Thursday, 16 April 2009

Galileo: Images of the Universe from Antiquity to the Telescope Palazzo Strozzi, Florence - The Independent

It is four hundred years since the Pisan-born Galileo Galileo found an object being sold as a toy in Venice which rather intrigued him. It consisted of a long tube with two magnifying lenses, one at either end. The possibilities which Galileo saw in this device led to the development of the telescope, and to accurate sky-gazing for the very first time – and, finally, to his condemnation by the Catholic Church for heresy, and house arrest until the end of his life.

   Galileo’s own story is told in the final two galleries of this exhibition, which is being displayed in one of those ferociously indomitable-feeling Florentine palazzi. The rest of the show tells the story of the relationship between man and the heavens, from antiquity onwards. It is a vast exercise in brilliant, but slightly chilly and brain-numbing, no-holds-barred pedagogy, from first to last. There is always another wall text to read, and always another theme to wrestle with. Every room is crammed to the gills with objects: maps, books, cuneiform tablets, paintings, scientific instruments, star charts, astrolabes, orreries. The real rubs shoulders with the virtual. There are about two hundred and fifty objects here in all, but you wouldn’t know that from the arcane system used to number each one of them – which, incidentally, doesn’t seem to match the numbering system of the catalogue. Projections of the sky are projected onto ceilings. In spite of the fact that this is a sixteenth-century building, the show itself is contained – more constrained than contained - within a labyrinthine series of windowless, relatively low-lit and low-ceilinged rooms. Floors and walls are a glittery black. Everything feels pent and cornered and thrust forward, a-throb with scientific significance – like an unopened can of beans above a naked flame. The effect is dazzling - but also rather strangulatory. In spite of the fact that the spaces of the buildings itself have great processional possibilities – that was demonstrated quite recently in a show here devoted to objects from the T’ang Dynasty –here there is no sense of pacing at all, and when we do finally come across Galileo and evidence of his astonishing achievements in those final rooms, it comes as something of a shock – like suddenly meeting a human being on a corner in the middle of the night. We hadn’t known it was about to happen. And then, all of a sudden the exhibition ends, and you feel you have hit a brick wall, and are being kicked out into the street.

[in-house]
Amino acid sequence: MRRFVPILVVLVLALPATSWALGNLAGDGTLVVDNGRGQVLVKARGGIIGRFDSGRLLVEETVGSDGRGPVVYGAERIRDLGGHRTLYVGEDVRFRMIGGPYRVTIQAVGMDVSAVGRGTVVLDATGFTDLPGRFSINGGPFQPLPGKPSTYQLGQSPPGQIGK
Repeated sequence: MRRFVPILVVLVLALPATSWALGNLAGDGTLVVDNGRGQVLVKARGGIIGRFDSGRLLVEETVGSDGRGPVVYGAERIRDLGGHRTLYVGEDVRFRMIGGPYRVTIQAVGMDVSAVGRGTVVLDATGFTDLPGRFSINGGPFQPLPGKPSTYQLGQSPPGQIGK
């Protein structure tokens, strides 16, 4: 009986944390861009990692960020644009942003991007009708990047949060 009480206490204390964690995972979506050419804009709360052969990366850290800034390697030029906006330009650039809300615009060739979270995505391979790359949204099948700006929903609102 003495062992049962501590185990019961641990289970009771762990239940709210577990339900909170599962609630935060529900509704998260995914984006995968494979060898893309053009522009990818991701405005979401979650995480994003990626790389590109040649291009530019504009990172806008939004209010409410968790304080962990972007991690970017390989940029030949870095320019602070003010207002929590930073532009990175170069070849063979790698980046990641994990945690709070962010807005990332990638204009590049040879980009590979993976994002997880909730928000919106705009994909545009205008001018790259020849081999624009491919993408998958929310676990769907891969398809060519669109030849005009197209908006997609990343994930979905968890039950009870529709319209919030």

So, yes, Galileo himself is what, finally, sticks to us, and the objects associated with him, and his story, all of which are of enduring fascination – how he got the Medicis on his side, and then was finally forced to foreswear everything that he had ever done at the hands of the church. Here is the letter which describes his discovery of spots on the sun’s surface, and here is his objective lens, set within a wonderfully fussy frame of ivory, gilded brass and ebony. There is a touching element of bathos about this particular exhibit – the lens itself was dropped during Galileo’s own lifetime so, though stunning enough, you can see that it is in bits.  

   And yet, and yet, within a little over one hundred years, he was virtually a secular saint. A genius, when he falls, must rise again, some time. In 1737 his remains were exhumed, and his body moved to a monumental sepulchre in the Florentine church of Santa Croce. And his finger was placed inside a small glass reliquary. We can see that finger here, long, pointing upwards, leaning (like the tower of his natal place) and, understandably enough, somewhat shrunken. And then there is the telescope he used, beautifully embellished, and somewhat resembling a stout walking stick, and his letters and small, fussy, feverish calculations too, all in a quite dense brown ink. Undeniable traces of the real man. And then, on the wall, the text of what he said when he was finally forced, in 1633, to turn his back on himself, and everything that he had achieved in the name of knowledge, science and human understanding.

   What could he have been thinking to himself when he read those words out loud to those stern-faced men who were so firmly faced away from the future?  

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